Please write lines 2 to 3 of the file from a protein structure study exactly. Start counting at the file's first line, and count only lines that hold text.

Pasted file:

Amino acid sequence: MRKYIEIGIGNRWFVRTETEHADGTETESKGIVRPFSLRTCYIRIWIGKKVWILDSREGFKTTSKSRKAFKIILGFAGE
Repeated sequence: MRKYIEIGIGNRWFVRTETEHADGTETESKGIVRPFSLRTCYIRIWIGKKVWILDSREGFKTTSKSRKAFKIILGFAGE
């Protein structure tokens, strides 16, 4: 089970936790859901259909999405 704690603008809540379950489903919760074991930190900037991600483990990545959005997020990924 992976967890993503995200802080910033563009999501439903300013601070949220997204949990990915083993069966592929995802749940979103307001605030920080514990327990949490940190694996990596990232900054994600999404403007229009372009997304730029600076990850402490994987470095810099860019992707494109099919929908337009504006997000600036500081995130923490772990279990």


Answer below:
Repeated sequence: MRKYIEIGIGNRWFVRTETEHADGTETESKGIVRPFSLRTCYIRIWIGKKVWILDSREGFKTTSKSRKAFKIILGFAGE
């Protein structure tokens, strides 16, 4: 089970936790859901259909999405 704690603008809540379950489903919760074991930190900037991600483990990545959005997020990924 992976967890993503995200802080910033563009999501439903300013601070949220997204949990990915083993069966592929995802749940979103307001605030920080514990327990949490940190694996990596990232900054994600999404403007229009372009997304730029600076990850402490994987470095810099860019992707494109099919929908337009504006997000600036500081995130923490772990279990």